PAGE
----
Romance Novels Have A Major Diversity Problem, According To A Study From The Ripped Bodice Bookstore
According to a new study conducted by romance novel bookstore The Ripped Bodice, romance novels have a major diversity problem. Booksellers Leah and Bea Koch examined the catalogs for 20 publishers, and compiled the data in an infographic that alleges that less than 10 percent of the romance novels they published in 2016 were written by authors of color. The study only focused on traditional publishers, and does not include data for self-publishing and other non-traditional publishing methods.
"For many years," an infographic from The Ripped Bodice reads, "the common refrain from publishers has been 'we're working on it.'" The proof is in the pudding, folks, and there's very little of it to go around. Two of the 20 publishers the Kochs studied reportedly published no books by writers of color, and only three publishers — Crimson Romance (12.2 percent), Forever & Forever Yours (17.5 percent), and Kensington (19.8 percent) — had writers of color represent more than 10 percent of their catalogs.
In fact, the representation found in books from those three publishers was so much higher than the other publishers that it actually skewed The Ripped Bodice's numbers a bit. With Crimson Romance, Forever & Forever Yours, and Kensington included, the average representation was 6.12 percent, and 11 publishers were less racially diverse than average. Without them, that number drops to 4.29 percent. Overall, the Kochs found that out of 100 romance novels published in the U.S. in 2016, only 7.8 were written by authors of color.
Leah and Bea Koch Kickstarted The Ripped Bodice in 2015, exceeding their goal by more than $1,000. The bookstore opened in L.A. last year, and deals exclusively in romance novels. According to the infographics above, the sisters intend to repeat their study annually to see if publishers make good on the assertion that they will work on putting more romance novels by authors of color on shelves.
As Entertainment Weekly points out, the dearth of Own Voices romance fiction does a real disservice to black women, the most educated demographic in the U.S. today. According to Pew Research Center, college-educated black women are more likely than any other demographic to have read a book in the last year. Additionally, the 2014 Nielsen Romance Buyer Survey found that 84 percent of romance novel-buyers are women. This means that women of color make up a large chunk of romance readership, but fewer than one in 10 of the books they pick up will be written by a person of color.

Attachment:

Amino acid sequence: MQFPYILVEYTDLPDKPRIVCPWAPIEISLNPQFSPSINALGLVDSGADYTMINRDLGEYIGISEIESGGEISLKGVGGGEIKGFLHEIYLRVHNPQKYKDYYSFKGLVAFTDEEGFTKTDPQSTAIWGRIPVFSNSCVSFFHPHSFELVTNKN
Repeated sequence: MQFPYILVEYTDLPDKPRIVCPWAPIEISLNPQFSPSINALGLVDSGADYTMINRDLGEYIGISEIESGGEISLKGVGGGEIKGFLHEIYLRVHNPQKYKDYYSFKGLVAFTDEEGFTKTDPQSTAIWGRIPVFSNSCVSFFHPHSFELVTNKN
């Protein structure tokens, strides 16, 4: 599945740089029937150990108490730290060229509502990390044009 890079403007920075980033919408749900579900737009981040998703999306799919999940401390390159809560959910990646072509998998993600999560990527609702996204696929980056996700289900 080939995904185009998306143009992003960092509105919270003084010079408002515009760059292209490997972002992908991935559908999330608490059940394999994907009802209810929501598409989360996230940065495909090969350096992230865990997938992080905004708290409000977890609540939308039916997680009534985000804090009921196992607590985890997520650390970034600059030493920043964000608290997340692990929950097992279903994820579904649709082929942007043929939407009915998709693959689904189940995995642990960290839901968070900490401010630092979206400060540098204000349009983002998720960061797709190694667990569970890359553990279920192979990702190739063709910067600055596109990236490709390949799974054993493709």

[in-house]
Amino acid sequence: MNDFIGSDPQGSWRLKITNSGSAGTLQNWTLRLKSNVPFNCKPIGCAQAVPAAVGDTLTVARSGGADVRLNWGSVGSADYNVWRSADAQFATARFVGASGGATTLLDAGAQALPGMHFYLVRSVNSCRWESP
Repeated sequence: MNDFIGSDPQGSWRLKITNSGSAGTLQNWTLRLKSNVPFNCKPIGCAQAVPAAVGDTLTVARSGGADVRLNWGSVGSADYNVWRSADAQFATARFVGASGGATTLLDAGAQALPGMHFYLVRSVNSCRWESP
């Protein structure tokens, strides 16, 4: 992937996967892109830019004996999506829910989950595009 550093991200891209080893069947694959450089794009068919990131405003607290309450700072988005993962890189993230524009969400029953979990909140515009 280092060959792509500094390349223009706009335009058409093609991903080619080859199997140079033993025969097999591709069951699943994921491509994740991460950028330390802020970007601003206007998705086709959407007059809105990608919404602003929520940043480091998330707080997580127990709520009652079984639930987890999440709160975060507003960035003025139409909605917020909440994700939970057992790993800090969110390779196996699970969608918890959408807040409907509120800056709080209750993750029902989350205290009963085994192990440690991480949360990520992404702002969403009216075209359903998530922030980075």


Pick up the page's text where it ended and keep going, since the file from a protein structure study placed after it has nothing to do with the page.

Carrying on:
This is a major problem, and one that The Ripped Bodice co-owners are committed to helping to solve. In the meantime, you can help promote diversity in romance publishing by purchasing novels written by women of color. Here are five suggestions to get your started.
'An Extraordinary Union' by Alyssa Cole
A pair of Union spies take center stage in this historical romance. Elle is a free black woman with a photographic memory, who has posed as a household slave to gather information from a prominent white family. Malcolm is a Pinkerton detective posing as a Confederate soldier. She might be able to see past his knack for deception, but racial power dynamics threaten to doom their budding relationship.
'Something In Between' by Melissa de la Cruz
This YA romance novel centers on brilliant, 16-year-old Jasmine, whose dreams of a college education and first love are dashed when she learns that her Filipino-American family is undocumented, and that her love-interest's father is a Republican lawmaker running on a platform of deportation.
'A Bollywood Affair' by Sonali Dev
Mili is married to a man she has not seen in 20 years, but the aegis of their "relationship" has granted her the freedom to study in the U.S. When her husband's brother shows up with divorce papers for her to sign, she's not about to give up the independence she has come to value.
'Hold Me' by Courtney Milan
It reads like You've Got Mail for the social-media age, but it's so much more than that. With an interracial romance between two characters of color, an Asian male romantic lead, and a trans woman protagonist, Hold Me is the unicorn of romance novels. Did I mention it sports a rating of more than four stars on Goodreads? Get on it.
'Hate to Want You' by Alisha Rai
When a feud between their families ends their juvenile romance, Nicholas and Livvy strike a deal: one night of passion every year on her birthday. Ten nights later, Livvy doesn't make contact with Nicholas, but shows up in town for the first time since their falling out. He investigates, even though it could spell disaster for them all.